The accounting depreciation definition is the allocation of the cost of a tangible asset over its useful life. The idea is to match the cost of the asset to the revenues it helps to generate over its useful life.
Depreciation represents the declining value of a physical asset over time, due to usage, or obsolescence. Record it as an expense on the income statement. Also record it as a non-cash expense, added back to net income, on the cash flow statement. And it is accumulated in a separate contra-asset account on the balance sheet. Depreciation expenses reduce taxable income without reducing cash flows, so companies often want to incur as much depreciation as possible as soon as possible for the benefit of the tax savings. There are several methods of accounting depreciation (see below).
Two related accounting terms are amortization and depletion. Amortization refers to the depreciation of intangible assets, whereas depletion refers to the declining value or availability of natural resources.
To calculate the depreciation schedule for an asset, know the asset’s purchase price, salvage value, and useful life. The salvage value is the amount the asset is worth at the end of its useful life. And the depreciable base is the purchase price minus the salvage value. Depreciation continues until the asset value declines to its salvage value.
Use the following formulas to calculate depreciable base and the straight-line depreciation expense:
Depreciable Base = Purchase Price – Salvage Value
Straight-Line Depreciation Expense = Depreciable Base / Useful Life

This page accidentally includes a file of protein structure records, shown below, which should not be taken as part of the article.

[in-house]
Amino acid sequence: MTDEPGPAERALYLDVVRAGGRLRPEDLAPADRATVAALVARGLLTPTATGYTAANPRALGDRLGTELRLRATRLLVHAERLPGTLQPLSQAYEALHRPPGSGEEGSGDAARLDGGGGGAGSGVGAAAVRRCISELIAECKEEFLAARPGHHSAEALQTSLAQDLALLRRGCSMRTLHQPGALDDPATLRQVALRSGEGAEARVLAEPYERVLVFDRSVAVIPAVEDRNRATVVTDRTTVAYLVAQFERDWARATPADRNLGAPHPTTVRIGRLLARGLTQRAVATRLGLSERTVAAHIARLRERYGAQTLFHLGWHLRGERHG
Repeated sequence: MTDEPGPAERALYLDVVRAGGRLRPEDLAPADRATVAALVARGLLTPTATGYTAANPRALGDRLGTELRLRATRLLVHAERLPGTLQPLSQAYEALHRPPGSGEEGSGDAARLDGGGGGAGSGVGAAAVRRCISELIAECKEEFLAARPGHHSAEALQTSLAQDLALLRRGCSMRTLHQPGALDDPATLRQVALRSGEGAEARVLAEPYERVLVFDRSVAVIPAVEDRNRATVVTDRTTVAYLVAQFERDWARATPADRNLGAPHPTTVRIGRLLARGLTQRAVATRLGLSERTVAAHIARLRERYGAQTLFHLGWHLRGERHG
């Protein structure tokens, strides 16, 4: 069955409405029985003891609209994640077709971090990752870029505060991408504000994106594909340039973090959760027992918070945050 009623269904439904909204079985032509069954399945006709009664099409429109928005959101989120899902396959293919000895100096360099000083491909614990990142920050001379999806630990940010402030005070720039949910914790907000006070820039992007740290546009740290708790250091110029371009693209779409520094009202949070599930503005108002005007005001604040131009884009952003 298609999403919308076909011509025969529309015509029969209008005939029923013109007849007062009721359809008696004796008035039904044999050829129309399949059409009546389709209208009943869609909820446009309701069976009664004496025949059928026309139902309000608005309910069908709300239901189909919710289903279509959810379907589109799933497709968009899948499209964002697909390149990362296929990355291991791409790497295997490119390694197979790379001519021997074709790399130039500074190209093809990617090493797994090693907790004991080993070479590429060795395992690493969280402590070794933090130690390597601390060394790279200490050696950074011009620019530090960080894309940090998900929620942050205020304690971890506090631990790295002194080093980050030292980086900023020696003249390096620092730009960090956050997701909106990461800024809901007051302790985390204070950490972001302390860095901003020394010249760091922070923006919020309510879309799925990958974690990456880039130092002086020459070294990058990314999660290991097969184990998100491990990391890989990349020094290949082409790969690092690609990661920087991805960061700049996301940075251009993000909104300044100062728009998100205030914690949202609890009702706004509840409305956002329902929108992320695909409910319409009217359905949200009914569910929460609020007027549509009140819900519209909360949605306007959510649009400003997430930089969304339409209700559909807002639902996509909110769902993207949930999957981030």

For example, if an asset was purchased for $100, then its salvage value is $0, and its useful life is 10 years, then, the annual depreciation expense for the asset would be $10 using the straight-line method of depreciation. After 10 years, the asset will have depreciated to its salvage value $0. Thus, depreciation for the asset will no longer occur.
The depreciation rate is the rate at which an asset is depreciated each period. If you want to calculate the depreciation rate, then divide the depreciation expense by the depreciable base. Then to find the depreciation expense using the deprecation rate, multiply the depreciable base by the depreciation rate.
Depreciation Rate = Depreciation Expense / Depreciable Base
Depreciation Expense = Depreciation Rate x Depreciable Base
In the above example, the straight line depreciation rate would be 10% (10% = 10/100).
Modified accelerated cost recovery system (MACRS) method of depreciation is required by the IRS but is not approved by GAAP. Other GAAP approved methods of depreciation for external reporting purposes include the following:
If you want to increase the value of your organization, then click here to download the Know Your Economics Worksheet.
[box]Strategic CFO Lab Member Extra
Access your Strategic Pricing Model Execution Plan in SCFO Lab. The step-by-step plan to set your prices to maximize profits.
Click here to access your Execution Plan. Not a Lab Member?